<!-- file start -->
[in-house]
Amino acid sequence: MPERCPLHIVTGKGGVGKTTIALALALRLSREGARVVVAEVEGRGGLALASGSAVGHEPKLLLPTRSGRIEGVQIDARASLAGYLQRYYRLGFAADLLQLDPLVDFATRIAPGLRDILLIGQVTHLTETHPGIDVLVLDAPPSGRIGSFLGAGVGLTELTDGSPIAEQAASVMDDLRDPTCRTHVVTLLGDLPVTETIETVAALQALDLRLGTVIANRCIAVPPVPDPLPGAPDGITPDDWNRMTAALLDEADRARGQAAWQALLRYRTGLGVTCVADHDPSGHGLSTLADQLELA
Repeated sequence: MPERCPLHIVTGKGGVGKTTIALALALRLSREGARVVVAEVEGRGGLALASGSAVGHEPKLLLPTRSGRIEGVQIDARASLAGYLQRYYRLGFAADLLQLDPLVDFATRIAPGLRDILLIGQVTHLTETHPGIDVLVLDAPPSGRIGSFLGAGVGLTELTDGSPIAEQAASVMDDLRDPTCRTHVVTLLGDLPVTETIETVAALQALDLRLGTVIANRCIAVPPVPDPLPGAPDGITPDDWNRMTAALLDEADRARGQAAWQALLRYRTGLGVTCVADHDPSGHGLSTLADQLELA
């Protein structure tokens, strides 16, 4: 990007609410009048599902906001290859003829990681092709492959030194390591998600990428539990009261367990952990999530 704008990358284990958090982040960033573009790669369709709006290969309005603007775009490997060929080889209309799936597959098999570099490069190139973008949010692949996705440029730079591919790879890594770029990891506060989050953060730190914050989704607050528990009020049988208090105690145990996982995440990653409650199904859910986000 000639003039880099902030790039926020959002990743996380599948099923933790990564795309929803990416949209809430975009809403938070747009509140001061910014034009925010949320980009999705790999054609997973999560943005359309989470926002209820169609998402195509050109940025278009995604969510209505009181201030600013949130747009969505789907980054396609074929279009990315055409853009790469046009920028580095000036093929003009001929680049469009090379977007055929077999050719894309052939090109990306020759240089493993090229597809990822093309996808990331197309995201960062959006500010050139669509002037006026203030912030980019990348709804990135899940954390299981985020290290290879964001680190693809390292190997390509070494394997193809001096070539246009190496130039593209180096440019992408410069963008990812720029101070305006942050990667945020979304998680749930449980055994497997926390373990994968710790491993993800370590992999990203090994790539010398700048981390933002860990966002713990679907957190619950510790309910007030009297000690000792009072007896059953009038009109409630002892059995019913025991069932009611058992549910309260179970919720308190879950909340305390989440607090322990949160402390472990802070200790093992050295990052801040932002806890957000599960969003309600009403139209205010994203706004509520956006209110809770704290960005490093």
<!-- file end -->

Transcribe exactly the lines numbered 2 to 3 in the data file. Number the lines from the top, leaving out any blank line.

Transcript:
Amino acid sequence: MPERCPLHIVTGKGGVGKTTIALALALRLSREGARVVVAEVEGRGGLALASGSAVGHEPKLLLPTRSGRIEGVQIDARASLAGYLQRYYRLGFAADLLQLDPLVDFATRIAPGLRDILLIGQVTHLTETHPGIDVLVLDAPPSGRIGSFLGAGVGLTELTDGSPIAEQAASVMDDLRDPTCRTHVVTLLGDLPVTETIETVAALQALDLRLGTVIANRCIAVPPVPDPLPGAPDGITPDDWNRMTAALLDEADRARGQAAWQALLRYRTGLGVTCVADHDPSGHGLSTLADQLELA
Repeated sequence: MPERCPLHIVTGKGGVGKTTIALALALRLSREGARVVVAEVEGRGGLALASGSAVGHEPKLLLPTRSGRIEGVQIDARASLAGYLQRYYRLGFAADLLQLDPLVDFATRIAPGLRDILLIGQVTHLTETHPGIDVLVLDAPPSGRIGSFLGAGVGLTELTDGSPIAEQAASVMDDLRDPTCRTHVVTLLGDLPVTETIETVAALQALDLRLGTVIANRCIAVPPVPDPLPGAPDGITPDDWNRMTAALLDEADRARGQAAWQALLRYRTGLGVTCVADHDPSGHGLSTLADQLELA